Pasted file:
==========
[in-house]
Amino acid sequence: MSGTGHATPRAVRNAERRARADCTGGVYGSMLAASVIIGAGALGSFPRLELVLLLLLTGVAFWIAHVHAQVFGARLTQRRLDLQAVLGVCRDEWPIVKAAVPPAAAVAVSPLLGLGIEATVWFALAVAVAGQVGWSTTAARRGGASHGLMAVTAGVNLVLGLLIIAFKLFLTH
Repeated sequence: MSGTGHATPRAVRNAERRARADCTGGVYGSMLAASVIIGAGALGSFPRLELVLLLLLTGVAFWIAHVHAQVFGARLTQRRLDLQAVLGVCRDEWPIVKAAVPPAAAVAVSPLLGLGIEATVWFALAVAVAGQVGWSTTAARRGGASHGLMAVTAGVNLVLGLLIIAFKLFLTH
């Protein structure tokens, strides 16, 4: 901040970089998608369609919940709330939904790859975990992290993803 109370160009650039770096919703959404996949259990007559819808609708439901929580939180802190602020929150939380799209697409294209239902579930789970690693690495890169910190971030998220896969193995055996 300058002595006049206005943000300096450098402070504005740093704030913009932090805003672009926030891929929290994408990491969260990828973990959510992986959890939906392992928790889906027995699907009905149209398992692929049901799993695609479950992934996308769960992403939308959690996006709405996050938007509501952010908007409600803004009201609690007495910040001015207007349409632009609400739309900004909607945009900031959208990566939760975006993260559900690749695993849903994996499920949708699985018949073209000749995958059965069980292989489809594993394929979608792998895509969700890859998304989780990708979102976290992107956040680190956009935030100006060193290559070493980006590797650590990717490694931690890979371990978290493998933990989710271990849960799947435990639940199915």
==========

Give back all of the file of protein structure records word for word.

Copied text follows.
[in-house]
Amino acid sequence: MSGTGHATPRAVRNAERRARADCTGGVYGSMLAASVIIGAGALGSFPRLELVLLLLLTGVAFWIAHVHAQVFGARLTQRRLDLQAVLGVCRDEWPIVKAAVPPAAAVAVSPLLGLGIEATVWFALAVAVAGQVGWSTTAARRGGASHGLMAVTAGVNLVLGLLIIAFKLFLTH
Repeated sequence: MSGTGHATPRAVRNAERRARADCTGGVYGSMLAASVIIGAGALGSFPRLELVLLLLLTGVAFWIAHVHAQVFGARLTQRRLDLQAVLGVCRDEWPIVKAAVPPAAAVAVSPLLGLGIEATVWFALAVAVAGQVGWSTTAARRGGASHGLMAVTAGVNLVLGLLIIAFKLFLTH
């Protein structure tokens, strides 16, 4: 901040970089998608369609919940709330939904790859975990992290993803 109370160009650039770096919703959404996949259990007559819808609708439901929580939180802190602020929150939380799209697409294209239902579930789970690693690495890169910190971030998220896969193995055996 300058002595006049206005943000300096450098402070504005740093704030913009932090805003672009926030891929929290994408990491969260990828973990959510992986959890939906392992928790889906027995699907009905149209398992692929049901799993695609479950992934996308769960992403939308959690996006709405996050938007509501952010908007409600803004009201609690007495910040001015207007349409632009609400739309900004909607945009900031959208990566939760975006993260559900690749695993849903994996499920949708699985018949073209000749995958059965069980292989489809594993394929979608792998895509969700890859998304989780990708979102976290992107956040680190956009935030100006060193290559070493980006590797650590990717490694931690890979371990978290493998933990989710271990849960799947435990639940199915």